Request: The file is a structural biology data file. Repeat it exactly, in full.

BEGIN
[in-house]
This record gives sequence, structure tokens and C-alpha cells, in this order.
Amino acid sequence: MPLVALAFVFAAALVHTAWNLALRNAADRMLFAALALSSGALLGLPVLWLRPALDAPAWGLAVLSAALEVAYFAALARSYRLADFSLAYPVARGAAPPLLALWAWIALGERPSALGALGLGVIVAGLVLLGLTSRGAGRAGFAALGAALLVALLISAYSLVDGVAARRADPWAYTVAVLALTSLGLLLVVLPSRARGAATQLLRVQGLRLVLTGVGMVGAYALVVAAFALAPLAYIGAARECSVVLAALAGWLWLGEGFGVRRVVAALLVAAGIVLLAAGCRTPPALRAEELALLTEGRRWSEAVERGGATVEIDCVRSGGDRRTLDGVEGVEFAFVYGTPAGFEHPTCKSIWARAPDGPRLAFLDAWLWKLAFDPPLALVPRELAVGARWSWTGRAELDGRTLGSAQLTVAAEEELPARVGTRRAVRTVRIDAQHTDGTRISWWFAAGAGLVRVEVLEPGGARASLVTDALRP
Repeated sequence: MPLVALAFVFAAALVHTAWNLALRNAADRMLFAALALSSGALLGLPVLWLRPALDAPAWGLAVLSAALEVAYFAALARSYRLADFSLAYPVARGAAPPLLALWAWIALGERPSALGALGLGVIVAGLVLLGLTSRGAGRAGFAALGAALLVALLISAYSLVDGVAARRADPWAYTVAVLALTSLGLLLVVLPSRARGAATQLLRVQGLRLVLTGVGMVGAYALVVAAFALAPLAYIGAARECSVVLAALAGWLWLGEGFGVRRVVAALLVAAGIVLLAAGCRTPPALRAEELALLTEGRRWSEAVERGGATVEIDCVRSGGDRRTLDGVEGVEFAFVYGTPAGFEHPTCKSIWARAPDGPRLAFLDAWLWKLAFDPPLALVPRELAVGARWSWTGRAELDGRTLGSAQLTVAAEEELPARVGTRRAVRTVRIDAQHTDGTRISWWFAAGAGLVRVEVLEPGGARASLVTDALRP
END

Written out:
[in-house]
This record gives sequence, structure tokens and C-alpha cells, in this order.
Amino acid sequence: MPLVALAFVFAAALVHTAWNLALRNAADRMLFAALALSSGALLGLPVLWLRPALDAPAWGLAVLSAALEVAYFAALARSYRLADFSLAYPVARGAAPPLLALWAWIALGERPSALGALGLGVIVAGLVLLGLTSRGAGRAGFAALGAALLVALLISAYSLVDGVAARRADPWAYTVAVLALTSLGLLLVVLPSRARGAATQLLRVQGLRLVLTGVGMVGAYALVVAAFALAPLAYIGAARECSVVLAALAGWLWLGEGFGVRRVVAALLVAAGIVLLAAGCRTPPALRAEELALLTEGRRWSEAVERGGATVEIDCVRSGGDRRTLDGVEGVEFAFVYGTPAGFEHPTCKSIWARAPDGPRLAFLDAWLWKLAFDPPLALVPRELAVGARWSWTGRAELDGRTLGSAQLTVAAEEELPARVGTRRAVRTVRIDAQHTDGTRISWWFAAGAGLVRVEVLEPGGARASLVTDALRP
Repeated sequence: MPLVALAFVFAAALVHTAWNLALRNAADRMLFAALALSSGALLGLPVLWLRPALDAPAWGLAVLSAALEVAYFAALARSYRLADFSLAYPVARGAAPPLLALWAWIALGERPSALGALGLGVIVAGLVLLGLTSRGAGRAGFAALGAALLVALLISAYSLVDGVAARRADPWAYTVAVLALTSLGLLLVVLPSRARGAATQLLRVQGLRLVLTGVGMVGAYALVVAAFALAPLAYIGAARECSVVLAALAGWLWLGEGFGVRRVVAALLVAAGIVLLAAGCRTPPALRAEELALLTEGRRWSEAVERGGATVEIDCVRSGGDRRTLDGVEGVEFAFVYGTPAGFEHPTCKSIWARAPDGPRLAFLDAWLWKLAFDPPLALVPRELAVGARWSWTGRAELDGRTLGSAQLTVAAEEELPARVGTRRAVRTVRIDAQHTDGTRISWWFAAGAGLVRVEVLEPGGARASLVTDALRP